Lungs are wondrous machines that work constantly, air in and out, day and night, mostly without us thinking about it, but that airflow drives metabolism. We breathe out metabolic waste and draw in fresh oxygen in a delicate dance of tissue paper thin membranes, pulsing blood, and microscopic air sacs. It’s a beautiful, intricate system that can unfortunately be derailed by disease, pollutants, smoking, and viruses. Asthma, COPD, and pneumonia are just a few of the most common breathing difficulties. Thankfully, there are many ways to improve the health of your lungs today.
1. Stop Smoking
Smoking is one of the worst things you can do to your lungs. You draw in chemicals, smoke, carcinogens, tar, and oils that damage everything they touch, block the transfer of gases, and coat thin air sacs. Stop smoking now. Vaping and other inhalants are not exactly healthy either.
Water is an essential part of breathing and mucus consistency. Mucus protects cells and has to well hydrated to do its job. Dry it out and it becomes sticky, immobile, and incomplete. Mucus should be thick enough to capture dust, viruses, bacteria, and pollen, but thin enough to move those outside invaders away from vital cells. Drink plenty of water, take steamy showers, and consider using a diffuser or humidifier.
Focusing on your breath can make you more aware of how well your lungs are doing and note any difficulties you may be having. Meditation also often leans on breathing exercises that strengthen lungs, improve oxygen transfer, and aid the heart.
4. Mask It
Wear a mask when doing anything that might expose your lungs to avoidable damage. This includes exposure to dust, aerosol solvents, mold, sawdust, exhaust, pollutants, and viruses like Covid-19 and influenza. You need a good P100 or N95 mask to capture the most particles possible.
Exercise is one of the best ways to improve lung capacity and health. It also boosts heart health, circulation, muscle function, brain health, and bone density. Exercise touches every part of the body, especially cardio. If you already have diminished lung capacity, start slow and consult your physician.
Sleep is the time your body uses to repair, remove waste, and renew. Sleep resets many of our hormone levels, including stress hormones. Lack of sleep lets stress, waste, and disrepair build up and affects every part of the body. Eight hours is the minimum, not the maximum.
7. Up the Quality
Improve the quality of the air you’re getting by changing the air filters in your heater or air conditioner often, using ones that remove more dust, pollen, spores, and other pollutants. Clean, disinfect, and dust your home to remove mold, bacteria, viruses, pollen, and dust mites. Get fresh air more often too. Walk in the mountains, through a forest, or even a park. The tree and plant filtered air is good for your lungs.
Get vaccines for the flu and pneumonia each year. Once Covid-19 has a vaccine, it may be one you need yearly too. Vaccines are a big part of protecting your lungs from preventable viral diseases.
9. Green Tea
Green tea is rich in chlorophyll, which has a cleansing, soothing effect. Tea also hydrates mucus membranes. But what really puts green tea on this list is that is has more antioxidant action than most other foods out there. Matcha has even more antioxidants than other green teas. Why does that matter? Antioxidants protect the delicate alveoli from oxidative damage, improve blood function, and ease inflammation that restricts sinuses and airways. Matcha has more L-Theanine, catechins, chlorophyll, and EGCG than any other tea, green or otherwise. L-Theanine and caffeine together increase metabolism, focus, concentration, and air flow.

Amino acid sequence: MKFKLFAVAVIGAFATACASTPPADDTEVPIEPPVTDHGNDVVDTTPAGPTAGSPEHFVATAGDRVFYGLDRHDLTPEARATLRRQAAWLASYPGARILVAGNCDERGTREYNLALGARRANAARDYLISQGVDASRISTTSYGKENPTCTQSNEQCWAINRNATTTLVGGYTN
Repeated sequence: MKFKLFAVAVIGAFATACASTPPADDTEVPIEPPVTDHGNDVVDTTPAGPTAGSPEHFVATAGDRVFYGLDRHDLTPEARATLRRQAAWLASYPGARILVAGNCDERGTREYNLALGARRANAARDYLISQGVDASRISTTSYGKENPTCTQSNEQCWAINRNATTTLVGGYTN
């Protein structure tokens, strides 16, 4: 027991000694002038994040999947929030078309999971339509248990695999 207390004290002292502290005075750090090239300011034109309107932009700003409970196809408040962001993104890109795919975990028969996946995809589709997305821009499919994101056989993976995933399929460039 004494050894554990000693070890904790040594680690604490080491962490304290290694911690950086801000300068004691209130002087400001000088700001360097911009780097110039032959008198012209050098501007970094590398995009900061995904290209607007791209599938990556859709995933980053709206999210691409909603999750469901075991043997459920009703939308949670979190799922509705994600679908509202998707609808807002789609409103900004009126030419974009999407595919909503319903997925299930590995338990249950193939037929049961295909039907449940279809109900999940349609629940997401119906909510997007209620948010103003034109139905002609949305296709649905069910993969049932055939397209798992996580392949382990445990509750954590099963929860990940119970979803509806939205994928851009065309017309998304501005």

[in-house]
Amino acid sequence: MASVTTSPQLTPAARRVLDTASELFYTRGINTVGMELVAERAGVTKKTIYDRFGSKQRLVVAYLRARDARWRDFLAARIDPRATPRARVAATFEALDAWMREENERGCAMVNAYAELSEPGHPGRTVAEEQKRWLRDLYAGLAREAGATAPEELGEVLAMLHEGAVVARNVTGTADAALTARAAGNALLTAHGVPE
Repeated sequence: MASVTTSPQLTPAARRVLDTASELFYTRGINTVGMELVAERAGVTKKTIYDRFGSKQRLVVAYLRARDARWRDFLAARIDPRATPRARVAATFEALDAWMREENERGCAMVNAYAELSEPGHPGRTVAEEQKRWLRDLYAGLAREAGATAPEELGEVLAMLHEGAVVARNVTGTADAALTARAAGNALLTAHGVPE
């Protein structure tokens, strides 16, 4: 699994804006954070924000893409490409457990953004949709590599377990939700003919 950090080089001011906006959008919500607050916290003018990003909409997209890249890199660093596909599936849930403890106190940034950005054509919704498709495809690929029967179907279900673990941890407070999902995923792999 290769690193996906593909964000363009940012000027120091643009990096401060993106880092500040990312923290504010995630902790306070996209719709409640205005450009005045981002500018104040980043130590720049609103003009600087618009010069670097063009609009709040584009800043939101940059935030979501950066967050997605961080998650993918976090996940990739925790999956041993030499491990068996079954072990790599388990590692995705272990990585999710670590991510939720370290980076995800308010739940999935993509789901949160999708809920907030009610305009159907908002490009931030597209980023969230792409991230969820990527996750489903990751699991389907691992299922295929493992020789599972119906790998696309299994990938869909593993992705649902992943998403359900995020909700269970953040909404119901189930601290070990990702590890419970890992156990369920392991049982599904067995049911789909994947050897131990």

Ginger is an all-around excellent superfood. It reduces inflammation, acts as an antihistamine, eases pain, soothes digestion, and contains powerful antioxidants. Pair it with matcha for more effect.
Turmeric is ginger’s cousin and brings many of the same benefits. It also brings curcumin, a compound that is being studied for its effects on pain, lung cancer, longevity, inflammation, COPD, and even reducing fibrosis in the lungs. Pair it with black pepper for better absorption.
12. Good Fats
Some fats are essential to reducing inflammation, building cells, and protecting against bacteria. Omega-3 rich fish, nuts, seeds, coconut oil, avocado, and olive oil are all on the beneficial side of fats. Processed fats in fried fast food are not and can increase inflammation.
13. Spicy Peppers
Capsaicin stimulates mucus flow, reduces inflammation, and eases pain, speeds metabolism, improves blood flow, and fights infection. Cayenne is a good one, but almost all peppers contain some capsaicin along with antioxidants.
Garlic is another well-known antioxidant rich food. It contains sulfur compounds that fight inflammation and infection while reducing cholesterol. It has been studied specifically for its beneficial effects on lung cancer among smokers.
15. Red Bell Pepper
It may not be spicy, but it is still rich in vitamin C, carotenoids, and other potent antioxidants that can protect the lungs and other sensitive tissues from damage.
Berries are tiny bundles of hydration, flavonoids, and antioxidants in a sweet package. They are a good addition to your diet for all around health, including the lungs. The anthocyanins in berries have also been linked to maintaining healthier lungs as you age.
17. Leafy Greens
Leafy greens are an excellent source of chlorophyll, minerals, and antioxidants. Iron is vital to red blood cell health, which is intimately linked to lung health. Lutein in greens has also been tied to reducing inflammation in lungs.